CBBM Lecture "Sleep and circadian dysfunction in Parkinson’s disease: lessons from preclinical studies and future directions"

by Dr. Oliver Rawashdeh, Chronobiology & Sleep Lab, The University of Queensland, Australia

will take place on Tuesday, July 11th, 2023 from 16:00 to 17:00 hours in CBBM Building, Ground Floor, Seminar Room Levi-Montalcini.

Host: Prof. Henrik Oster
Institute of Neurobiology, University of Lübeck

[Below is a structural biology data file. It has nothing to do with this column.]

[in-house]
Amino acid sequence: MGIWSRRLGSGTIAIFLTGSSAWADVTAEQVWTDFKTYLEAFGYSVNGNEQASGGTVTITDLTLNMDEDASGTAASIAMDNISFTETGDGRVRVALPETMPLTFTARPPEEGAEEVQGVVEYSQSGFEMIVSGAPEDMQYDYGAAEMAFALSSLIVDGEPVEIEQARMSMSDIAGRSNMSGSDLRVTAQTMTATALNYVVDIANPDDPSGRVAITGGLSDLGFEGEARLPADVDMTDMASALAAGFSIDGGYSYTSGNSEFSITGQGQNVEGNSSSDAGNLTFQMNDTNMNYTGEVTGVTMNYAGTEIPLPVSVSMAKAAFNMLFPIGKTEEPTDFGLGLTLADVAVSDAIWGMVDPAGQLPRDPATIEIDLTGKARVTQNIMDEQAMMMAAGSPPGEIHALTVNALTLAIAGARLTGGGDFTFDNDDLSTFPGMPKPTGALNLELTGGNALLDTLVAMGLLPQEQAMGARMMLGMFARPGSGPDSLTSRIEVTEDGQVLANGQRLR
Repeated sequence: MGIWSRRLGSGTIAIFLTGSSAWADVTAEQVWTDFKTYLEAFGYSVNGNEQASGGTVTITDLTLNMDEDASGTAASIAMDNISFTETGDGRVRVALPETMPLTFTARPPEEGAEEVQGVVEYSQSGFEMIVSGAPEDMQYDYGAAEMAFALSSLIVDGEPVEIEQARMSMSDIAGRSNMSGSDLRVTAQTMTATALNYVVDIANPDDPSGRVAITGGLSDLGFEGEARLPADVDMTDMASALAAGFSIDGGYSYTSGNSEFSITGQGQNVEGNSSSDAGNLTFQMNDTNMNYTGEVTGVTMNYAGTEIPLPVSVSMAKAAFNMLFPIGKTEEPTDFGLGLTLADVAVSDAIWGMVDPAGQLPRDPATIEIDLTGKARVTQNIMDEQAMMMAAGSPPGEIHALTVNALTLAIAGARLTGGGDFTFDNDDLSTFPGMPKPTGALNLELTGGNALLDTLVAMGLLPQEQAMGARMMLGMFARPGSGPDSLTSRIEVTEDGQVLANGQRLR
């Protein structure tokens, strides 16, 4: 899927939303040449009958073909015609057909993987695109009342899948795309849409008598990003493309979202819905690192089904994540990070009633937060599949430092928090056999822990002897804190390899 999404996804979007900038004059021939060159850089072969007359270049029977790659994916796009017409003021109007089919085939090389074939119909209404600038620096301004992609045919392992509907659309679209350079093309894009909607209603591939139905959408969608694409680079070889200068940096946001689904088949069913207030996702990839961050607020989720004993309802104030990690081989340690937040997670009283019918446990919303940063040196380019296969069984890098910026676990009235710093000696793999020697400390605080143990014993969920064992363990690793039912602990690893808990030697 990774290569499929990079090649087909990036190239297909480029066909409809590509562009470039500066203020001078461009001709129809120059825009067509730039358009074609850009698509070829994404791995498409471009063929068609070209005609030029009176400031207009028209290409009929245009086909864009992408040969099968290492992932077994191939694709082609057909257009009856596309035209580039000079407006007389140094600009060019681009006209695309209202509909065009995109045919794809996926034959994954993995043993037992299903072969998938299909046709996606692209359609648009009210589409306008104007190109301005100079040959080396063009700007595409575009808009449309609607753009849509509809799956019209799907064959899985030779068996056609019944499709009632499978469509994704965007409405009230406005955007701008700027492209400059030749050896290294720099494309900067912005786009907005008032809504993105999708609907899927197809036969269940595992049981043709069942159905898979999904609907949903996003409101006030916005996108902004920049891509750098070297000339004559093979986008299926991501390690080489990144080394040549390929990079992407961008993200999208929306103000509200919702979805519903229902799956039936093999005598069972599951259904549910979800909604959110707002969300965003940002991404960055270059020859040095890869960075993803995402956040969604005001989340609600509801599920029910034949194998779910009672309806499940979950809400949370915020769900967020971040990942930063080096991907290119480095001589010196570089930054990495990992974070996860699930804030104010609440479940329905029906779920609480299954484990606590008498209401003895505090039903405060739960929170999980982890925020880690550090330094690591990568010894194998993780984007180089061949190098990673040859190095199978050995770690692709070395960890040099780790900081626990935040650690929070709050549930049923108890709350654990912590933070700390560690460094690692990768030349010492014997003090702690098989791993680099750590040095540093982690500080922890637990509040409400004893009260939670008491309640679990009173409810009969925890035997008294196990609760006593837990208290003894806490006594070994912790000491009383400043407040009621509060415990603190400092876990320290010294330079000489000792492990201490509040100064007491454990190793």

Abstract: Parkinson’s disease (PD) is the second most common neurological disease after dementia, affecting nearly 10 million people worldwide. Parkinson’s is characterized by a degeneration of dopaminergic neurons of the nigrostriatal and mesolimbic systems and the occurrence of Lewy bodies containing pathological alpha-synuclein. The gold standard for treating PD is dopamine replacement therapy which, similarly to all other treatment options, focuses on the dopaminergic system and works by temporarily managing the motor symptoms. Despite decades of research, this approach has not resulted in a treatment that can stop disease progression. Also, none of the existing treatments come without a cost: they produce debilitating side effects and exacerbate the non-motor features of PD. Sleep dysfunction and circadian disturbances are among the earliest non-motor features of Parkinson’s disease, preceding motor manifestations for many years. So far, the contribution of each pathological presentation to the non-motor symptoms remains unclear. In my talk, I will address this issue by providing insights from preclinical models of PD into the impact of each pathology at the prodromal stage on alterations in sleep and circadian functions. I will also give an update on the current state and future directions of adapting chronobiological tools as promising therapeutics to alleviate symptoms of sleep and circadian disruption and slow disease progression.